here next Thursday and continue for
three days. Friday wiil be the big
day, having been designated as Dal
las and Independence day. An invi
tation has been extended to both
Governor Olcott and Walter M.
Pierce, his democratic opponent, to
be present on that day.
Phone your want ads to The
Oreernnian. Main 7070.
FOR SHOPS AND
Machinists 70c per hour
Blacksmiths 70c per hour
Sheet-Metal Writ's. 70c per hour
.Electricians 70c per hour
Boilermakers 70-70!Ac hour
Passenger-Car Men 70c per hour
Freight-Car Men. . 63c per hour
Helpers, all classes 47c per hour
Mechanics aad helper. are
allowed time aad one-half for
time worked la excess of eight
hours per day. Strike conditio
APPLY ROOM 312
COUCH BLDC 109 FOURTH
ST, NEAR WASHINGTON.
UGHTHEH MIT BE FIRED!
DEPORTATION OF NARCOTICS j
SMUGGLER IN PROSPECT.
Federal Prisoner Rated as Stow
away and Subject to Being
Classed as Undesirable.
Prospects that Dave Lightner will
be deported, either to Canada or to
Roumania. following his trial or
Imprisonment If he is sentenced.
loomed yesterday after R. P. Bon
ham, immigration Inspector, had
held a long hearing with the ac
cused peddler and smuggler of
Inspector Bonham said that since
Lightner had returned to the United
States as a stowaway, a. technical
order of rejection had been Issued
against him at San Pedro, where he
came Into the country and was
arrested. Lightner Is therefore not
lawfully in the United States and
is subject to deportation.
The local immigration office is
making an investigation as to
Lightner's birthplace and his rights.
Lightner was born either in Winni
peg, Canada, or In Roumania, In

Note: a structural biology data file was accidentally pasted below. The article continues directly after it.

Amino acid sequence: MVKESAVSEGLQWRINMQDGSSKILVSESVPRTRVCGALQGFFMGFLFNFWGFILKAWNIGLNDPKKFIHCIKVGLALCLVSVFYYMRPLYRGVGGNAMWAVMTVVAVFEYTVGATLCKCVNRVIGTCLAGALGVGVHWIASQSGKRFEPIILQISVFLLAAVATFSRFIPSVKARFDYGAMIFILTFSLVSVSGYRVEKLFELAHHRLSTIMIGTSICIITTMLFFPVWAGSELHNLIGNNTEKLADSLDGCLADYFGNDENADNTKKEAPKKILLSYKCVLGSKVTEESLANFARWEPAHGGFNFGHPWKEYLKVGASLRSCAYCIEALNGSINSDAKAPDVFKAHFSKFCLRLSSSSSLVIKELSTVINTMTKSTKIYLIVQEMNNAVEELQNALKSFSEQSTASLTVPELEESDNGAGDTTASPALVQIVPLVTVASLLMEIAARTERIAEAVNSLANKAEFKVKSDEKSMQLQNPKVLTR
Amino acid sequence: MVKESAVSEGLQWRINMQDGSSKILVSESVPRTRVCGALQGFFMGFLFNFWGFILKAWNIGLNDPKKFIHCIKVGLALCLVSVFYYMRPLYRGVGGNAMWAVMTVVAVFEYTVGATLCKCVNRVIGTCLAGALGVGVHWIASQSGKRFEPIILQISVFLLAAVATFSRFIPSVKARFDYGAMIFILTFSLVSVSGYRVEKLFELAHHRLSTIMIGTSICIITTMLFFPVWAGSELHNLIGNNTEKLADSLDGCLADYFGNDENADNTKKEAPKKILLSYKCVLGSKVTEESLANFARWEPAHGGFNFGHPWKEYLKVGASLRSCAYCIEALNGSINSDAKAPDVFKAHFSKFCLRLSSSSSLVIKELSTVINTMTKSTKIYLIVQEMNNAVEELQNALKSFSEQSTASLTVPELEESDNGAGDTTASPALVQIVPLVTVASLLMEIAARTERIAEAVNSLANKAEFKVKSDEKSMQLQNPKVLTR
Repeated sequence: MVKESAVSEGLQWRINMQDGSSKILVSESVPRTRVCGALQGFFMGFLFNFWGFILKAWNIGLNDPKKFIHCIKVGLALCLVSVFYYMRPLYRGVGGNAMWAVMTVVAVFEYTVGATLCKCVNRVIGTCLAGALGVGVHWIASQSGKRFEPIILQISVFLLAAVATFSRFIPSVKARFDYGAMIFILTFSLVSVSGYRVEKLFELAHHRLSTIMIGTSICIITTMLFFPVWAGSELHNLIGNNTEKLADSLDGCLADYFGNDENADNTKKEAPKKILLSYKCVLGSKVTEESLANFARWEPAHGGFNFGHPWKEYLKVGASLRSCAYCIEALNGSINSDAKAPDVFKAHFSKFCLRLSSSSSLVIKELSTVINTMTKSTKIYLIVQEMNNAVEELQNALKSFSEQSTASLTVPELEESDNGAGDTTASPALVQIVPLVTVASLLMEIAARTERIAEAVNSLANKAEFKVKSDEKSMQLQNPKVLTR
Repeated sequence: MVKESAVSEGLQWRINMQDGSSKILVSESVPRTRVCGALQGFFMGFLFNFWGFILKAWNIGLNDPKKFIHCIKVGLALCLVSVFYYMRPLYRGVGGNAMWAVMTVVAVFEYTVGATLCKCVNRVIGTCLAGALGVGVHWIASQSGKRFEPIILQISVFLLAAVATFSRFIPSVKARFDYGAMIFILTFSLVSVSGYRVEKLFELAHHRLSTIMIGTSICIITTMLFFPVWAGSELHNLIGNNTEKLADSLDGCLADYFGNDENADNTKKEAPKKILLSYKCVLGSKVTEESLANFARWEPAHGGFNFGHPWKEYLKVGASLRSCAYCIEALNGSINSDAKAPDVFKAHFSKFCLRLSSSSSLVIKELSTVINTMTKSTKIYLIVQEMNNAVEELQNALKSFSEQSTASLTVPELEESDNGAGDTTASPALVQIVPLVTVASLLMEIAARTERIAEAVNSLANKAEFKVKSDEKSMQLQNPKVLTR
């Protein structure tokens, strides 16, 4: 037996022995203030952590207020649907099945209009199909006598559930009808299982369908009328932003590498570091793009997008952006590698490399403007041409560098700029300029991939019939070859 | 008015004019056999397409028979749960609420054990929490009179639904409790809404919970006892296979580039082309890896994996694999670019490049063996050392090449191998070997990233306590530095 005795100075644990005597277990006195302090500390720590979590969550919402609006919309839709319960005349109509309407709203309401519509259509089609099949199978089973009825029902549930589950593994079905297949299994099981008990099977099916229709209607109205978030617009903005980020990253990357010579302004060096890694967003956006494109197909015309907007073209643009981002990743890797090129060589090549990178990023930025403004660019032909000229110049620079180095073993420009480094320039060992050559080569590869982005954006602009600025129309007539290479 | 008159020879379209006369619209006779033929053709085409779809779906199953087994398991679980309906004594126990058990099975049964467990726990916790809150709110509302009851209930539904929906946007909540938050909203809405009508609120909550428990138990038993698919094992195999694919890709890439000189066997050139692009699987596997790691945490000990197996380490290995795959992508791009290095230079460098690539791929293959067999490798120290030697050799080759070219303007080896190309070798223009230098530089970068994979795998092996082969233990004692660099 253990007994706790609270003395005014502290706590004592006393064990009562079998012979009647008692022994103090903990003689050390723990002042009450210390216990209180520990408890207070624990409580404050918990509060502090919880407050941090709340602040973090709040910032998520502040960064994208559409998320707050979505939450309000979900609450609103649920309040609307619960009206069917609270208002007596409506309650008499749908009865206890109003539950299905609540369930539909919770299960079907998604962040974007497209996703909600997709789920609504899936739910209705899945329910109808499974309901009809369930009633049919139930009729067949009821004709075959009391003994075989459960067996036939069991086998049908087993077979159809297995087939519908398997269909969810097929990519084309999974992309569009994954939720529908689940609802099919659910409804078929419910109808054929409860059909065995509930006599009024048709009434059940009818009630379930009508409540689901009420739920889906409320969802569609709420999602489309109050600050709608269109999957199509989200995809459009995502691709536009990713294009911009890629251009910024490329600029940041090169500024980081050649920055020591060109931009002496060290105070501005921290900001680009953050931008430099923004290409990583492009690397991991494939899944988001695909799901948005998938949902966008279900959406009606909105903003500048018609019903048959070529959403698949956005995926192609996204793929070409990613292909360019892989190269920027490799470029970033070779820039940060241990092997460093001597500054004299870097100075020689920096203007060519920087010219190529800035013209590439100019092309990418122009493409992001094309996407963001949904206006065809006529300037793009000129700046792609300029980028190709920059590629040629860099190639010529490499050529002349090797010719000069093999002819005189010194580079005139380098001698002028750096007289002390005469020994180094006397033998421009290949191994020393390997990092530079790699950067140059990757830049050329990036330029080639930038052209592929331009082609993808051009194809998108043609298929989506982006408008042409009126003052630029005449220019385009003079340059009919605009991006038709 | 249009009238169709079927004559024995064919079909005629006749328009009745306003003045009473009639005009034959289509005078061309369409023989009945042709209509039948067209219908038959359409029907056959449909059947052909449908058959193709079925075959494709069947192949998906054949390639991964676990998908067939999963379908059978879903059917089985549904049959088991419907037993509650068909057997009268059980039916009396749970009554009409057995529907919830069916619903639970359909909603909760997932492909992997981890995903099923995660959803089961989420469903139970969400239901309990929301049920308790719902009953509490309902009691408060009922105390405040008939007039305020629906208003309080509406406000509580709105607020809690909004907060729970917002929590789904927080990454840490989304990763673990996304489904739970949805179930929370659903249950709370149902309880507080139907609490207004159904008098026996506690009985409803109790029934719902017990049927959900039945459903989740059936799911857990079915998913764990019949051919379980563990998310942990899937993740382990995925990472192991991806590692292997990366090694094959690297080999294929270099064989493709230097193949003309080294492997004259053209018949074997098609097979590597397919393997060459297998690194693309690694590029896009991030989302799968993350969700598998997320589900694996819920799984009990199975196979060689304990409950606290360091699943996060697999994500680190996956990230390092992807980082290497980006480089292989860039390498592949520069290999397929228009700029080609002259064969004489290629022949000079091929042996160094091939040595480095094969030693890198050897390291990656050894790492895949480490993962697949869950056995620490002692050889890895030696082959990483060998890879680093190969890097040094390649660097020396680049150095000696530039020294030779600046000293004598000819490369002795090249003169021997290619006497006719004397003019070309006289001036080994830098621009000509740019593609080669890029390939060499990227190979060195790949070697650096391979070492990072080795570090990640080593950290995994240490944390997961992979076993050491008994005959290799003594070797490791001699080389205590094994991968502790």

spector Bonham said, and cornea
from a good family. Lightner looks
favorably on deportation because, he
says, it will give him a chance to
start over again In a new field ani
make something worth while of
himself. His local career has been
too spectacular to afford him a sub
stantial footing in any line of en
deavor in Portland.
Lightner is held on federal
charges for smuggling and selling
drugs. He jumped his bonds and
went as a stowaway to China,
where he was arrested and where
he again escaped, returning to this
country as a stowaway.
Wellington Wallace, wanted at
Vancouver. B. C, on a charge of
stealing $140 from a Chinese tailor
in that city, was escorted across
the Canadian line yesterday. He
had been arrested in Portland.
Wallace is but 15 years old.
Geprg Stennlng, alias George
Sheldon, a bootlegger, who has been
in the hands of the police several
times recently, was given a hearing
by immigration officials at the
county Jail who are considering de
porting him to Canada, where he Is
wanted by the authorities for em
bezzlement of $2000 worth of Vic
tory bonds. Extradition proceed
ings have been instituted against
him by Canadian and British
ARMORY BIDS OPENED
Awards on Medford Structure
MEDFORD, Or., Sept. 30. (Spe
cial.) Bids for Medford's new $80,
000 nat-ional guard armory were
opened today by Adjutant-General
George A. White and staff, and it Is
expected that the structure will be
completed within the next four
months. No awards were made offi
cially, but they will be made as
soon as a' meeting can be held at
Salem. It was unofficially reported
that the bid for a concrete structure
at $54,229 by Stephenson & Kaol
bach of Portland, the lowest for
that work, would be accepted.
The bids on general construction
were those of that firm at $59,856
for a brick building and $54,229 for
concrete; Hoover & McNeil of Port
land, brick $69,370; D. M. Reed of
Grenada, Cal., brick $63,760, concrete
$61,276; A. Lombard of Eugene,
brick $60,100. and R. I. Stewart of
Medford. concrete $77,800.
Bids on heating were: William
A. Aitkin of Medford, $5732, and W.
Bunce of Portland. $6293.
Lowest on wiring was the Peo
ple's Electrical company of Medford,
Bids on plumbing were: W.
Bunce of Portland. $2280, and Will
iam A. Aitkin of Medford, $2467.48.
Fru i t I nspector Appoi n ted.
MEDFORD, Or., Sept. 30. (Spe
cial.) Robert C. Butney of Chicago,
supervising inspector of the food
products inspection service. United